Co-curators Jenny He and Dara Jaffe began working on the exhibition four years ago, sourcing many of the items from Wesleyan University in Middletown, Connecticut where Waters has been storing his movie memorabilia since the mid-80s.The process of whittling down the original wishlist of Waters’ paraphernalia from over 1,000 to about 400 was a challenge. “We had to kill some darlings; we did some hug and release,” Jaffe said at a press preview.

At the exhibition’s entrance stands a small theater resembling a church, complete with stained glass windows of Divine and Waters’ other stars. It’s a sweet and clever homage to how he held his early film premieres in churches — the venues proved to be more financially lucrative than traditional movie theaters. “I could keep all the money,” Waters once told culture website Flavorwire of the screenings.

The son of a devout Catholic mother, Waters isn’t religious himself. “I don’t know, I’m open. I’m just saying what people have told me so far, I don’t believe in (God), but who knows?” Nor does he believe in astrology — “My sign is Feces” — or karma. (“Divine would be alive and Marjorie Taylor Greene would get a flat tire every day,” he deadpanned.)

Nonetheless, he’s had some transcendental moments. “Every time I go swimming in the ocean on Cape Cod, that is a certain spiritual thing to me… I believe the ocean is good for you,” he said when asked about spiritual experiences.

If not superstitions, Waters does have his rituals. He wakes up every day at 6 a.m., Waters previously told the New York Times, checks his emails, and reads six or seven newspapers before beginning his writing at 8 a.m. on the dot. He also jots down his daily schedule on a file card, crosses off each of his tasks when completed and then stores the card away.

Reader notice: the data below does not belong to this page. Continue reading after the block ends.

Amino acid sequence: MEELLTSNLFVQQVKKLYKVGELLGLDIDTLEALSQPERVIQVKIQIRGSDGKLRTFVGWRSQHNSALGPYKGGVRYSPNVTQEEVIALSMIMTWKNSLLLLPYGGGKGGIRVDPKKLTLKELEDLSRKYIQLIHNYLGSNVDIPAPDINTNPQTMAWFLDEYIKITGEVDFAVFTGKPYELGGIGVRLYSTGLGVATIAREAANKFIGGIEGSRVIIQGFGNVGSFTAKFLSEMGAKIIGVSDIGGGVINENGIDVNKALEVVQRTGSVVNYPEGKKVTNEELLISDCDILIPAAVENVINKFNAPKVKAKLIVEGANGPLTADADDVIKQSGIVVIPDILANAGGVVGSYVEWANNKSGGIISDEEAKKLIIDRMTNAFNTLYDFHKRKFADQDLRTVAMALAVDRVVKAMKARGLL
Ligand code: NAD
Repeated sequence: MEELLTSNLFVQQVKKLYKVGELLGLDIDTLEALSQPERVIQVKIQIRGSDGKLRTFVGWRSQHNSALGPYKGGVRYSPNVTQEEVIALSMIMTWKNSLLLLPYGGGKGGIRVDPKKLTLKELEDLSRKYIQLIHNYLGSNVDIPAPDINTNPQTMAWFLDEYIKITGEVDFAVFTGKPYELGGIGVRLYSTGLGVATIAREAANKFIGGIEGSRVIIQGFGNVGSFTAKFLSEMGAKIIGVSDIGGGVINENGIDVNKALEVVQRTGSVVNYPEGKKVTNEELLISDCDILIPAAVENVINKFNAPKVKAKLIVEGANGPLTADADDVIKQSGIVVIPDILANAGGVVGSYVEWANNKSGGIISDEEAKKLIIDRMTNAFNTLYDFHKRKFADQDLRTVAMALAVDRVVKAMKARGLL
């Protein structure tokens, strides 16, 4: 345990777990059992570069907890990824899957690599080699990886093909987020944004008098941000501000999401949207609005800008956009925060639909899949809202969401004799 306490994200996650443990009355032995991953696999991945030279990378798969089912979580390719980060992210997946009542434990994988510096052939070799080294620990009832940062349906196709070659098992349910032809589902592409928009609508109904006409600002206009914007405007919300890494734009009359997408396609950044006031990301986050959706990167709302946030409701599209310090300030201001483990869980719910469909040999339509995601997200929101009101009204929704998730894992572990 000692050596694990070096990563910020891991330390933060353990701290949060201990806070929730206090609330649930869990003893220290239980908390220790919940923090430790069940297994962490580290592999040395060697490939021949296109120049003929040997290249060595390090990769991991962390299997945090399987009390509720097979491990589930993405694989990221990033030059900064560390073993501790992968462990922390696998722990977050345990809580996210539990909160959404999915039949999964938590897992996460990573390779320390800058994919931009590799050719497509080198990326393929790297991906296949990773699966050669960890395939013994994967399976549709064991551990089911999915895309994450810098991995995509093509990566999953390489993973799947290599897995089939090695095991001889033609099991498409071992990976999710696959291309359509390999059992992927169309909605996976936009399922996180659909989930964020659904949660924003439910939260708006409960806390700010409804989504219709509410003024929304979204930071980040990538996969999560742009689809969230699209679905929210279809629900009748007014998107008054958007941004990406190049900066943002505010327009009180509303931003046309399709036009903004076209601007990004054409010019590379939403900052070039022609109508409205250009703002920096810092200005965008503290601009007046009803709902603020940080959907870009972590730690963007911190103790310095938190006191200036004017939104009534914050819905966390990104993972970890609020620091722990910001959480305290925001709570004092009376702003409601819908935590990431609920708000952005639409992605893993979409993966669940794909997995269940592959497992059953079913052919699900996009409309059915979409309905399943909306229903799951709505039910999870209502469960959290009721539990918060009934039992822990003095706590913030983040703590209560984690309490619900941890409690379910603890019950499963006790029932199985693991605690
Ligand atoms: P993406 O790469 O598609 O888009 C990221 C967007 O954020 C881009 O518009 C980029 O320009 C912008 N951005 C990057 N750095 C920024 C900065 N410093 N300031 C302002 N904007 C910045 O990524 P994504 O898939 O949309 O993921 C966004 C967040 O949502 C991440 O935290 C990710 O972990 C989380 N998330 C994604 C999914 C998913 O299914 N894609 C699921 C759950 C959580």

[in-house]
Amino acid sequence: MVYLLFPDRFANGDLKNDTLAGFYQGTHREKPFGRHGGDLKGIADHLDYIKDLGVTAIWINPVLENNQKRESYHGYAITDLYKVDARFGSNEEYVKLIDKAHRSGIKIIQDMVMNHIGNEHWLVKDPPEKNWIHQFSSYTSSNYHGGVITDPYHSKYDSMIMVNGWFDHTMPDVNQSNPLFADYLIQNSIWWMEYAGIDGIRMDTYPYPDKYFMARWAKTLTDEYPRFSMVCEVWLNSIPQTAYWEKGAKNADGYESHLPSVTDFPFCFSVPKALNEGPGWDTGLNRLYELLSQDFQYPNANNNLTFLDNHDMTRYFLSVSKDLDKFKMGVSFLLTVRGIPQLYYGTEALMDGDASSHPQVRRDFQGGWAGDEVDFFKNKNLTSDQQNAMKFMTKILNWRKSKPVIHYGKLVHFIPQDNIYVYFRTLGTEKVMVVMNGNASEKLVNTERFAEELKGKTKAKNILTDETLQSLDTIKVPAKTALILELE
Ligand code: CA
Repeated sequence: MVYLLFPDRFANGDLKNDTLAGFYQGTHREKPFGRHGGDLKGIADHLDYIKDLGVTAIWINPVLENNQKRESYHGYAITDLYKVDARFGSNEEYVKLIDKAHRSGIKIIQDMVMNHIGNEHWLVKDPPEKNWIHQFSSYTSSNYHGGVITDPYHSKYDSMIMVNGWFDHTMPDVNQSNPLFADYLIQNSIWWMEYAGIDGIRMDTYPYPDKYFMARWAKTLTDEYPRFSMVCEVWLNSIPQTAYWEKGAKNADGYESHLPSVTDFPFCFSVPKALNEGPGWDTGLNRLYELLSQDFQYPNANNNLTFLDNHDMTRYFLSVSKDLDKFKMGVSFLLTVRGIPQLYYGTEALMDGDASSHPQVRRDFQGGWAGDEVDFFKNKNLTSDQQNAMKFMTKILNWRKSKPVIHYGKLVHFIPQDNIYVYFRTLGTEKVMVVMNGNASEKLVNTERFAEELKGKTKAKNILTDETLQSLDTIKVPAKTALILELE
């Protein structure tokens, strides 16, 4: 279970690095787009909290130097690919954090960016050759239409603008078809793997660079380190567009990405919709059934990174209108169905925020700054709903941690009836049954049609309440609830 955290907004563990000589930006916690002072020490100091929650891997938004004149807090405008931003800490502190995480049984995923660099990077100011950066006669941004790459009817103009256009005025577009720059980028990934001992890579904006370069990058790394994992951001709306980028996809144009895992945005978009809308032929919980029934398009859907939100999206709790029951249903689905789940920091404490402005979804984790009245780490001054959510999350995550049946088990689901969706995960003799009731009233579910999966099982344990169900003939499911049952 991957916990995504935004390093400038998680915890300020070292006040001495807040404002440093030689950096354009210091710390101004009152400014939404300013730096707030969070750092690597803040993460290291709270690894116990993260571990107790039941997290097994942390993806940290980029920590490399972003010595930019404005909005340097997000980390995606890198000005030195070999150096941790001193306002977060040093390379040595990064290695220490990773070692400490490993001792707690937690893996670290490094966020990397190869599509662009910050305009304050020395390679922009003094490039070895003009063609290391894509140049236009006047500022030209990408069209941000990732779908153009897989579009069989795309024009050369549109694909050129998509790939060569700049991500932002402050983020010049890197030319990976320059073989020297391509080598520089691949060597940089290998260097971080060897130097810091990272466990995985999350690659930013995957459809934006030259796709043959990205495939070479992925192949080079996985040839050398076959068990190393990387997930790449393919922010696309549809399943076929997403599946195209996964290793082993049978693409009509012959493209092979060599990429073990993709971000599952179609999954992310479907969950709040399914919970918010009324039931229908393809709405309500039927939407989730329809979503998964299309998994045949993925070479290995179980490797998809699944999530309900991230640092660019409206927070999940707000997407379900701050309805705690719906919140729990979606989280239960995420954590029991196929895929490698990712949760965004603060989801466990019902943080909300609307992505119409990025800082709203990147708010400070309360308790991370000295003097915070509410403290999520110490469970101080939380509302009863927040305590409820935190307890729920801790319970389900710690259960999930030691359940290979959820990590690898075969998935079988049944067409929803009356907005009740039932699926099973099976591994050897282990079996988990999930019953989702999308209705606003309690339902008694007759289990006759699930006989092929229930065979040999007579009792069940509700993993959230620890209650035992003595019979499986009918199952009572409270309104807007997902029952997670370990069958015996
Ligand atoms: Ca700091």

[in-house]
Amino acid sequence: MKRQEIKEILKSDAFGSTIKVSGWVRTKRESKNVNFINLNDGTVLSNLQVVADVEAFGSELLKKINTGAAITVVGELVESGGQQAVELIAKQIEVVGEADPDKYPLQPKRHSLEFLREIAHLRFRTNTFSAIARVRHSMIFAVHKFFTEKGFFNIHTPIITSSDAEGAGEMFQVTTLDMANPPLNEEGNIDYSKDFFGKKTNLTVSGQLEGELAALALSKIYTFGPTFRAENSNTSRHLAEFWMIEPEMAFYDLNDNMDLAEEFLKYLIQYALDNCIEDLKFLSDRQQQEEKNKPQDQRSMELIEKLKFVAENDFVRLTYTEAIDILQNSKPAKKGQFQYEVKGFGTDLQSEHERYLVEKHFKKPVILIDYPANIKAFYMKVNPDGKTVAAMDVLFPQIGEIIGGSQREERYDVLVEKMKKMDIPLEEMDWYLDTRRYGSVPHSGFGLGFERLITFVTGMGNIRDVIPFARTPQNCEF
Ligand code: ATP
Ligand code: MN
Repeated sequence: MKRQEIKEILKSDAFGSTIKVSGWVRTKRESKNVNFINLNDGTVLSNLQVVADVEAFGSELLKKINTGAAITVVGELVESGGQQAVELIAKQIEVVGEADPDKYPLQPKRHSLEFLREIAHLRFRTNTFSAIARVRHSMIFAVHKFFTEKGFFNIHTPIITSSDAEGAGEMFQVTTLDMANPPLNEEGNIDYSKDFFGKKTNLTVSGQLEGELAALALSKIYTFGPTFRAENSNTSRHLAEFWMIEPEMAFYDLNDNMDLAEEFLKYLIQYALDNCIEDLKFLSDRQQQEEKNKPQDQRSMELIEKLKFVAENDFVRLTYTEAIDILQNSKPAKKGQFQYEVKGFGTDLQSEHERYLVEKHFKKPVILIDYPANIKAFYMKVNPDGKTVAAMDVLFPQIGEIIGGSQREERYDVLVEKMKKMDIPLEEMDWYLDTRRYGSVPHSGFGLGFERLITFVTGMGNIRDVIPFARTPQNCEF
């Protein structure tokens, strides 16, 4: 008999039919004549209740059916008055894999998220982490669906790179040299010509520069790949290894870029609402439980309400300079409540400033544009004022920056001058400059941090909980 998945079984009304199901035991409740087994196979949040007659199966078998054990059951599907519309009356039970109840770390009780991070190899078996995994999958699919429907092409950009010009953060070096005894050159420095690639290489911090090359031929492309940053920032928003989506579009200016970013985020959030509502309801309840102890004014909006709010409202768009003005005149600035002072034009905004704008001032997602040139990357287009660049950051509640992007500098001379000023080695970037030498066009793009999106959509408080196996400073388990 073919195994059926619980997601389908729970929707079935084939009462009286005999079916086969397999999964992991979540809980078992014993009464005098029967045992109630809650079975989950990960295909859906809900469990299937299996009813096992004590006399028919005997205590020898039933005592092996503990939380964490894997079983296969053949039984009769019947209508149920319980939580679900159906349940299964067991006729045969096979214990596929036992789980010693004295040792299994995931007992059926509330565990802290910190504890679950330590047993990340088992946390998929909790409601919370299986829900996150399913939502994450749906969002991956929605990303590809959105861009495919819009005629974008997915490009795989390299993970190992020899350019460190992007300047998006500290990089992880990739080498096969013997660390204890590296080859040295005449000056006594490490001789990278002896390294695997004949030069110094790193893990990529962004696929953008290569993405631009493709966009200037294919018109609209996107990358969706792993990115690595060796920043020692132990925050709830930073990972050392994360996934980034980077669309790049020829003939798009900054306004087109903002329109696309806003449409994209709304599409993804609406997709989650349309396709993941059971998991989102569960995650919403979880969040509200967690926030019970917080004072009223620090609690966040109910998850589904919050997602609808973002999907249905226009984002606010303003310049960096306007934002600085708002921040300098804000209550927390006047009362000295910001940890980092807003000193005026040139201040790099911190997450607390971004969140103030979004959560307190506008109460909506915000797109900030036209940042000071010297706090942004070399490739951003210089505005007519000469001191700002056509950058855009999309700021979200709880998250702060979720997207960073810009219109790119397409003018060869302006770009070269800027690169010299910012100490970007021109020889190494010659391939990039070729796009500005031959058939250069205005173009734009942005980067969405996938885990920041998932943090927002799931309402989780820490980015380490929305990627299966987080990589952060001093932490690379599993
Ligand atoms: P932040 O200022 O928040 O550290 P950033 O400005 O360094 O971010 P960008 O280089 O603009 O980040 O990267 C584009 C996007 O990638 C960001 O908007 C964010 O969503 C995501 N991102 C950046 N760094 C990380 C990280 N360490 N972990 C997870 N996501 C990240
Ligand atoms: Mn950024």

He calls himself “overly organized,” an admirable trait for someone who is both a collector and a maximalist. Fake food, books, pulp novels, contemporary art; Waters’ home is normally filled with these personal artifacts alongside cinematic mementos like the electric chair from “Female Trouble” — Divine’s character in the 1974 movie is, in its final scene, sentenced to death — though for the moment, this piece can also be seen in the exhibition.

During a press preview for the exhibition, Waters revealed that one item he wished they had procured was Divine’s “cheater” — drag terminology for a prosthetic vulva with fake pubic hair. (Divine used to put the piece on top of his suitcase whenever he traveled to prank airport security.) Over the years, it ended up with someone who has, thusfar unsuccessfully, tried getting Waters to pay a “ludicrous amount of money” for it.

Another iconic piece, he told CNN, is the iconic red fishtail gown that Divine wore in “Pink Flamingos,” a movie deemed so offensive it was banned in several countries after its 1972 release. “It was just that one, so it was probably fairly grody by the time that we were finished making the movie,” he said. “I don’t even know if Divine still (had it) at the end.”